New York’s Best Lines.
The Cronut Line
Dominique Ansel Bakery’s early-morning cronut line recalls the old world elegance of Magnolia Bakery’s time-honored, tourism-induced claustrophobia while matching the European flair and unfounded elitism of the late-night wait to get into Pommes Frites.
Free Fridays at MoMA
This beautifully executed block-spanning affair is a single-file reminder that people love Art as long as they don’t have to pay for it. A sole employee at the front of the crowded entrance ensures that event tickets are distributed to the innumerable masses in the least efficient way possible as other docents are busy informing guests that the lengthy row of bodies leading up to MoMA’s entrance is, to answer a common question, the line.
Without a doubt the best-dressed lines in the city, these serpentine rows of bargain-hunting sartorialists pique expectation with bored-looking modelesque humans who apparently don’t work during 10 AM on weekdays. A gaggle of stilettos prevent these queues from breaking into unruly stampedes once the doors open, but the visceral competitive impulse between shoppers seeking to purchase draped merino dresses and pleated jogging trousers at half their net-a-porter value palpates with the early-morning aggression of a post-Thanksgiving Black Friday sale at Walmart.
Every Webster Hall Concert
Webster Hall serves lines with a populist twist: both Advance Ticket Holders and Will Call patrons are filed in the same woefully inefficient queue, and the venue keeps its doors shut well after the hour at which they are scheduled to open, ensuring with its concerts’ consistently-unpredictable start times that every one of their customers will get to experience the line that they paid good money to stand in.
The Great GoogaMooga
“Where the food is great, and so is the wait!”
Governors Ball Music Festival
Reminiscing at once of Bonnaroo’s handsy gatekeepers and Coachella’s cantankerous security crew, the welcome staff at Governors Ball established early that no credit card, tissue packet, or tube of chapstick would go uninspected through the NYC Music Festival’s prodigious security line; meanwhile, a shuttle system otherwise doomed to efficiency blossomed under the raindrops into a magnanimous, stagnating delay; and inside the festival, masses battered by torrential downpours and demoralizing winds quickly formed a third round of excruciatingly-muddy assemblages in front of bathrooms, food establishments, and anything with a roof—human agglutinations all of which rendered the lines of Governors Ball a triple-threat in the literalist sense of the phrase.
The New York City Vegetarian Festival
While less ambient-ly garlic-breathed than the iconic lines of Little Italy’s Festival of St. Gennaro, the four-hour wait to get into the Vegetarian Festival was similarly slow moving and replete with fannypack-wearing visitors who, if you can believe it, say they encountered traffic as they drove into the city. But for the possibility of snagging a free sample of hummus, they admit it was “worth it”. They think there will be coupons for Luna bars! And neglecting to purchase the advance tickets because day-of ticket sales saved them $25 was also totally worth it. And the four-hour wait to get these day-of tickets was totally worth it, as well. Because that’s like getting paid $25 for four hours of your time. And that’s definitely worth it, right?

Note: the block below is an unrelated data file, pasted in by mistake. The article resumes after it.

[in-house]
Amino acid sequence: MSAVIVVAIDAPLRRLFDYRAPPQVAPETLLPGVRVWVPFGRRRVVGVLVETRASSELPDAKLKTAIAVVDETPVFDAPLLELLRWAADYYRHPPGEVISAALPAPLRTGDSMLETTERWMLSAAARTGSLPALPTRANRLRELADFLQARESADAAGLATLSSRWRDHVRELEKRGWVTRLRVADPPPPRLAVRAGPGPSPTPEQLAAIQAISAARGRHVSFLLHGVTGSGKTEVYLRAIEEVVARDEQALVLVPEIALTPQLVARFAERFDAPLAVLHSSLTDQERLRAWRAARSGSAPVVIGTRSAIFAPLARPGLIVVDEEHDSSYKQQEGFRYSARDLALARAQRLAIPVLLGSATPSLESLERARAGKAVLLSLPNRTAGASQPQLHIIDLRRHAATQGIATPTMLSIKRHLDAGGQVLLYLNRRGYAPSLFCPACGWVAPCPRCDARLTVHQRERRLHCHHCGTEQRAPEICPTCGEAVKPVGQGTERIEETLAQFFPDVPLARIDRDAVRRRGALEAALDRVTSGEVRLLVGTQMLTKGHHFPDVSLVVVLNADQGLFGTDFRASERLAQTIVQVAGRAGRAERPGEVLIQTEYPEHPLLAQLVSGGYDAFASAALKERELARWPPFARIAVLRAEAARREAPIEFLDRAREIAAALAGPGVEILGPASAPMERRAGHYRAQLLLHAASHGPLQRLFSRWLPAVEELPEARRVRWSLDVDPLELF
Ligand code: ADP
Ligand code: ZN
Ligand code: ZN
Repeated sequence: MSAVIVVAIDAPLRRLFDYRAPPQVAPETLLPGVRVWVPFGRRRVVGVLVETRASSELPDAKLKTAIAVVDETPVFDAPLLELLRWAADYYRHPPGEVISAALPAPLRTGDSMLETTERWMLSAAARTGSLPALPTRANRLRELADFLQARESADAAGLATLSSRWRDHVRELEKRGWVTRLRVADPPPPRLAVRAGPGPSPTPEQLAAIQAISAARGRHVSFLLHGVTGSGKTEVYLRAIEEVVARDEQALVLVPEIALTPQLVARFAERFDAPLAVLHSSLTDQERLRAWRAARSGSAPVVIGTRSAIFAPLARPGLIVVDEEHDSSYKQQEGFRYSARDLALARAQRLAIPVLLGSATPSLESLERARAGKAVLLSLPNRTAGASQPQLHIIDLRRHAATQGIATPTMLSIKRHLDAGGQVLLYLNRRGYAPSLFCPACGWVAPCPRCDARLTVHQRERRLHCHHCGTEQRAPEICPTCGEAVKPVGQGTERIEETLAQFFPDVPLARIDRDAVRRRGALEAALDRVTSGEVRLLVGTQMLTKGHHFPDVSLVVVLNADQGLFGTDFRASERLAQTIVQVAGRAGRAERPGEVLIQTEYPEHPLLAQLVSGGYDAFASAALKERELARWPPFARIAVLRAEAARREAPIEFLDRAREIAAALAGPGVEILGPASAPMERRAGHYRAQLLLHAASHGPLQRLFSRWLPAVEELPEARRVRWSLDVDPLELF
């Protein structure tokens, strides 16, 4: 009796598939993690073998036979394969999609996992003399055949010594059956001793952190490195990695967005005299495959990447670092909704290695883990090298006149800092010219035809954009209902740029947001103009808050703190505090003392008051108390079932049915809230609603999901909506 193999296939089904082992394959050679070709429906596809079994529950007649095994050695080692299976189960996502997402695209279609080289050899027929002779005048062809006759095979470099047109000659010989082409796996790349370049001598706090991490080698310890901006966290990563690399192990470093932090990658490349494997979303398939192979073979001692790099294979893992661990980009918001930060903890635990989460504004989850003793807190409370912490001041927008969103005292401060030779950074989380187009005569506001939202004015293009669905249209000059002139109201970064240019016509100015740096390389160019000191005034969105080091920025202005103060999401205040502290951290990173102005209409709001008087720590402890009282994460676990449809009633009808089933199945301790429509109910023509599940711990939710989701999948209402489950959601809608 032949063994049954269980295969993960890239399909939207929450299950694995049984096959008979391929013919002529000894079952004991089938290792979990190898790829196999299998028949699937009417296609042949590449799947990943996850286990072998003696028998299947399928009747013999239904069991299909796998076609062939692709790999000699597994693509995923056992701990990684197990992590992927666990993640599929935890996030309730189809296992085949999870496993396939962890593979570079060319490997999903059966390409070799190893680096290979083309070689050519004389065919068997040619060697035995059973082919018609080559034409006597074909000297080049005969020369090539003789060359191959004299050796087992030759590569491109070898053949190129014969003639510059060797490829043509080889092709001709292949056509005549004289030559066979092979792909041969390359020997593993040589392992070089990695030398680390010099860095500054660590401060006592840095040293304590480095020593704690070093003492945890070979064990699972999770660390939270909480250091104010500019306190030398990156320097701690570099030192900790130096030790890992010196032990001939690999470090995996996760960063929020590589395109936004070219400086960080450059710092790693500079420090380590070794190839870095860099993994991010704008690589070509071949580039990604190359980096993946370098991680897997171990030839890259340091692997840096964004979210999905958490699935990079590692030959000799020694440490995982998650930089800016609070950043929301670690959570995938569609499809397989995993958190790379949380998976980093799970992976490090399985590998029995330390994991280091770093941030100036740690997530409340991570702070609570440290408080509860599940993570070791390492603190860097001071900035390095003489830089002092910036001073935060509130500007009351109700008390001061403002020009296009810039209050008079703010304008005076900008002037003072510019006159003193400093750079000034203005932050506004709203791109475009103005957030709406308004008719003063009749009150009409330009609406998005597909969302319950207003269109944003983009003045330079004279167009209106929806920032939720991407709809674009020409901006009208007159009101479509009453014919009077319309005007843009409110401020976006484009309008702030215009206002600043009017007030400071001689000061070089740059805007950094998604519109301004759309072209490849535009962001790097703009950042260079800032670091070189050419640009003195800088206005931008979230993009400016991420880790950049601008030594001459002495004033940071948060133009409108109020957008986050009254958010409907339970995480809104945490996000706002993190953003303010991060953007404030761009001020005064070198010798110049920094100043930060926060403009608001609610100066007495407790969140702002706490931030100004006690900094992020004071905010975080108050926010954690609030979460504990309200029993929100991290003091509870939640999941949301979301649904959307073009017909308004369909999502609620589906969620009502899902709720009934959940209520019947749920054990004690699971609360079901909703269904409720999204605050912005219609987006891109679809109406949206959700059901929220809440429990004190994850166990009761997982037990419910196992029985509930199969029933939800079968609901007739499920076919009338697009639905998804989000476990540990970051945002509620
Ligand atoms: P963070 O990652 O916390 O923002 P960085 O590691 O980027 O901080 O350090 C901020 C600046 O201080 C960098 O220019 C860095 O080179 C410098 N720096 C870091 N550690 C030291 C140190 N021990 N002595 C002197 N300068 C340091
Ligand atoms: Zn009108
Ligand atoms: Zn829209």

The Line To Get Into MoMA’s Rain Room
MoMA’s Rain Room line was this summer’s best way to spend half a day standing on a steamy Manhattan sidewalk. NYC’s most ambitious queue of 2013 was a mammoth seven-hour wait whose unfathomable curb-wrapping largess was a highlight of the museum’s Expo 1 Exhibit. Even on a weekday and often before the doors even opened, its tremendous length overpowered the gum-speckled sidewalk and was so wonderfully prohibitive that most opted to leave the line after five hours of record-breaking fun. At the museum’s request, this line was BYOC—Bring Your Own Chair.
The Checkout Line at Trader Joe’s
A celebrated wholesale clusterfuck that creeps through two-fifths of the store’s aisles, the line at Trader Joe’s is short compared to the savings—and it’s completely fair trade! Customers leave unoccupied carts in the middle of its serpentine girth in exchange for benign resentment from other customers too polite to queue up and abandon their baskets as they continue to shop. As creative as it is rogue, this defiance of social etiquette adds a spike of lazy aggravation to fellow shoppers’ otherwise mundane experience of standing for 30 minutes in order to save $1.50/lb. on organic pre-washed arugula. This is a line that keeps on growing!
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